Boston Urban Gardeners has proposed giving Dorchester Gardenlands Preservations six Dorchester garden plots in varying states of repair. Officers of BUG have stopped returning Reporter phone calls, and some in the neighborhood are against the deal based on DGP's history. Read more
Over 200 trees were removed from the American Legion Highway between Blue Hill Avenue and Walk Hill Street last month, surprising members of the Franklin Park Coalition nearby.
"At first we thought it was maintenance, but there were too many coming down," said Christine Poff, FPC's director.Read more
A crucial lifeline came through for neighborhood health care providers last Thursday when Gov. Deval Patrick awarded 2007's Essential Community Provider Trust grants. Only weeks ago, the pool from which these grants are taken was $10 million less than that of 2006, but a last minute budget supplemental passed in the House of Representatives provided $9.5 million for the fund. Read more
A system of trails, benches, parking, an outdoor classroom and a stargazing area will soon appear in an urban wild near the crossroads of Bowdoin-Geneva known as Geneva Cliffs. Thanks to a flurry of local organizations and public and private donors, initial work could be complete by next summer, if the weather and contractors cooperate.
"We're just receiving bid packages today for the costs," said Sherry Flashman, a project coordinator for the Dorchester Bay Economic Development Corporation (EDC) on Friday. "We have sufficient funding to build the project out to phase one." Read more
Steven Odom, 13, was just steps from his Evans Street door last Thursday evening when he was gunned down, shot in the head by an unknown assailant. Within minutes, he was pronounced dead at Boston Medical Center, making the middle school student the 52nd homicide victim of the year.
Boston Police said this week that they do not believe Odom was the intended target of the shooting.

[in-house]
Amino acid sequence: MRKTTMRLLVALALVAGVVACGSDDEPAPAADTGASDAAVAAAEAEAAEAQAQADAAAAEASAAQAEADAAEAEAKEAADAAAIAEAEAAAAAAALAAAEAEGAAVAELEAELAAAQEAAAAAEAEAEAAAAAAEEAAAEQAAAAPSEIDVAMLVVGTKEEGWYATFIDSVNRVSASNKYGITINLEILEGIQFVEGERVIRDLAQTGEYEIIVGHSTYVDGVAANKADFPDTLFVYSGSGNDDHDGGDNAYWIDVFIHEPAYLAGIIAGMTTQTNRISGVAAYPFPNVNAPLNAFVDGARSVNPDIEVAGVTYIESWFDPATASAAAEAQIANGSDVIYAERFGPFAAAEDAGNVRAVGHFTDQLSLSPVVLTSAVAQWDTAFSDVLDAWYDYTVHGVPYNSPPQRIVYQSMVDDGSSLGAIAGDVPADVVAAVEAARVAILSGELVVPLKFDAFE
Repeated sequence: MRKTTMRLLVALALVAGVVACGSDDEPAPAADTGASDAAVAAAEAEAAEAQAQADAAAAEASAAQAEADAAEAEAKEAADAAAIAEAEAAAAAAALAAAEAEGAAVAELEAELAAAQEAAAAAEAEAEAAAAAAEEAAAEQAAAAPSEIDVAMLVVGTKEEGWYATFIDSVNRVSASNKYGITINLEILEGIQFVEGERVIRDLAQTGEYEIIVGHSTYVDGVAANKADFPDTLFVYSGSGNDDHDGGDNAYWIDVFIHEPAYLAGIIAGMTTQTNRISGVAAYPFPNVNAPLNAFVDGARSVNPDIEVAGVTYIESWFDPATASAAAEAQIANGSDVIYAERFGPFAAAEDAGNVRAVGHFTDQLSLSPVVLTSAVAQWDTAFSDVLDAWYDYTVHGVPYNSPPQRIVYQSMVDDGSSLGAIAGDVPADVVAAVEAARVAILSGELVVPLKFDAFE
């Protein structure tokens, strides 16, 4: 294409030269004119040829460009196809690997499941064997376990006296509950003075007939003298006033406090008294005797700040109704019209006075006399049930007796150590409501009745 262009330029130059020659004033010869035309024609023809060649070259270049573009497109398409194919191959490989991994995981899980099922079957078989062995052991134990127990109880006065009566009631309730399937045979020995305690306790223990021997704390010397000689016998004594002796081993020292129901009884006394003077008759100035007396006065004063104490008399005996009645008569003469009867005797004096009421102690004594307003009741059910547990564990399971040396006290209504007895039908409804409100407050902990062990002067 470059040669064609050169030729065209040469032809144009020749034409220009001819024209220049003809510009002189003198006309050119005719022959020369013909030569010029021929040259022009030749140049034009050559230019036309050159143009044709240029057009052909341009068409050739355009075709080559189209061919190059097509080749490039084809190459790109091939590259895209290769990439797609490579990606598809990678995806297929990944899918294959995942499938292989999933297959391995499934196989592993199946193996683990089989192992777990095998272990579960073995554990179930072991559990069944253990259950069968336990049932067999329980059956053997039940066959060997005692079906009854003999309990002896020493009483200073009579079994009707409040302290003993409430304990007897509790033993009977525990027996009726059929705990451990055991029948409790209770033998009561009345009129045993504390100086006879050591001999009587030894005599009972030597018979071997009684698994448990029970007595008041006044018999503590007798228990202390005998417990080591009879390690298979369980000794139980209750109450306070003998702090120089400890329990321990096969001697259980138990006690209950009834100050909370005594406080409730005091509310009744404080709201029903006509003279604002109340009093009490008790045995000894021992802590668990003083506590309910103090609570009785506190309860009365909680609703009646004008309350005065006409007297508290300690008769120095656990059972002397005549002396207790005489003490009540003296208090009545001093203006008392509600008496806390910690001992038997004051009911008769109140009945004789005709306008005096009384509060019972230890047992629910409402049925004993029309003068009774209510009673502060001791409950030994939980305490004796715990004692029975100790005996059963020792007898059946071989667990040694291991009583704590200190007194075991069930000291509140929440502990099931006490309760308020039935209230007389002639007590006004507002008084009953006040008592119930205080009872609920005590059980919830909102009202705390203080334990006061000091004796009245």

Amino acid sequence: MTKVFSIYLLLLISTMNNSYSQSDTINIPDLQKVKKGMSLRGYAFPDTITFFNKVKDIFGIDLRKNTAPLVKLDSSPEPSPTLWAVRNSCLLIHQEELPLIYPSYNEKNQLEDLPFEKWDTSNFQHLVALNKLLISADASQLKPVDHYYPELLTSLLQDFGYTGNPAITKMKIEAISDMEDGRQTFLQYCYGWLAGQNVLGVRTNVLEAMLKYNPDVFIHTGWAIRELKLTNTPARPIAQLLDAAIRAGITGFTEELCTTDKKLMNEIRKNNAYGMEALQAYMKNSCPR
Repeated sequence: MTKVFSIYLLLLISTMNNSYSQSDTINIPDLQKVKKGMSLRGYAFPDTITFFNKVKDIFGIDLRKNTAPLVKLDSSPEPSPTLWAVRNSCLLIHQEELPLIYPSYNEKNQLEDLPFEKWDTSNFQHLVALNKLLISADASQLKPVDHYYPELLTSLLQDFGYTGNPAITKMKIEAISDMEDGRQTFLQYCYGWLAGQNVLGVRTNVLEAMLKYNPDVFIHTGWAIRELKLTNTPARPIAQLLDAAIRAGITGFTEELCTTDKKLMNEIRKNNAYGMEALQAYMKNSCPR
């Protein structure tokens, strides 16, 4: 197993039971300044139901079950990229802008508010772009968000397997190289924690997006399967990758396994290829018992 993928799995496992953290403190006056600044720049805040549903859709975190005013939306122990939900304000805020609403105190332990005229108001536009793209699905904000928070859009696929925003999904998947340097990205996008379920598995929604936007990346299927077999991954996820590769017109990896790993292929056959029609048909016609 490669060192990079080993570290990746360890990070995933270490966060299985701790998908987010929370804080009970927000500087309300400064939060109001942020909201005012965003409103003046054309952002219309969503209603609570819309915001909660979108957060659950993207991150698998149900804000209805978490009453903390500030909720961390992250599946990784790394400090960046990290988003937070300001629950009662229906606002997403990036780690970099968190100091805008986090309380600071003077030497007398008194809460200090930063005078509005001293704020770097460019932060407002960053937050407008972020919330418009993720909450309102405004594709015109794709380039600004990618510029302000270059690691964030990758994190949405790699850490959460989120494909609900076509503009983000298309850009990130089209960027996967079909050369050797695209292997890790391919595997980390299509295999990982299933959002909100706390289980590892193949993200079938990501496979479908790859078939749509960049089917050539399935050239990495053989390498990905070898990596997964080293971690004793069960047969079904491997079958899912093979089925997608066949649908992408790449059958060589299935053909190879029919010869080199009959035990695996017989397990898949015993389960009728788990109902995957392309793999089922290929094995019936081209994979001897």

"The information right now suggests that he was struck accidentally by somebody who was firing at someone else," said Elaine Driscoll, a spokesperson for the BPD. Read more
A brouhaha over a right-hand turn in Fields Corner may cause some bumps in the Dot Ave Project, which has so far had a smooth ride.
Jane Matheson, a Linden Street resident and executive director of the Fields Corner Community Development Corporation (CDC), is irate over the proposed elimination of a nearly 140 degree right turn from Dorchester Avenue southbound onto Adams Street northbound. The change, she said, would force drivers to turn right on Linden Street instead. Read more
Oct. 10, 2007
When the kids of Dorchester Youth Hockey take to the ice in this season they will notice some significant changes to their surroundings. During the off-season the state's Department of Conservation and Recreation (DCR) which operates their home ice, the Devine Memorial rink on Morrissey Boulevard, was able to make marked improvements. It might even feel like a different place. Read more
Oct. 10, 2007
Yes, that was Governor Deval Patrick striding through Codman Square with a pack of teenagers and aides last Friday, Oct. 5.
"Wow he's walking in the hood. That's beautiful," said one man as the Massachusetts governor entered clothing shops, convenience stores, and hair salons, embracing and conversing with a wide array of supporters. Read more
"It's quiet out here," is the standard Dot-onian comment on the at-large City Council race this cycle. With expectations of a low-turnout, little to no press coverage and only five candidates with operations proven to pull significant votes citywide, incumbents seem to be dusting off the old campaign gear only now, three weeks before the final election.
On the other hand, skilled political observers willing to bet a trifecta in the race are exceedingly rare. Read more
A few legal matters are all that remain between neighbors of a vacant lot on Elmhurst Street and the playground they've envisioned there for more than ten years.
"I started when I had no kids," said Paul Malkemes, who lives in the Codman Square neighborhood and works at Boston Project Ministries a few doors down from the lot. "Now, I have three girls and still no park." Read more
A teen accused of beating his girlfriend over a period of six hours. A nephew charged with allegedly throwing a window fan at his uncle. Another man stood accused of coming at his girlfriend with a machete.
These are just a few of the domestic violence cases that have crossed before a judge in Dorchester District Court's first floor courtroom recently. At one time they would have gone to a courtroom on the second floor, specifically set aside for such cases. Now, they are lumped in with the rest of the previous nights' arrests. Read more
Oct. 3, 2007
Dorchester's Kevin McBride, the man who ended Mike Tyson's competitive career, tries to resurrect his own championship hopes on Saturday night in New York City, in a heavyweight contest against former top-ranked contender Andrew Golota. The fight is set to take place on the undercard of the Samuel Peter-Jameel McCline WBC title bout at Madison Square Garden, which will be broadcast on Showtime. Read more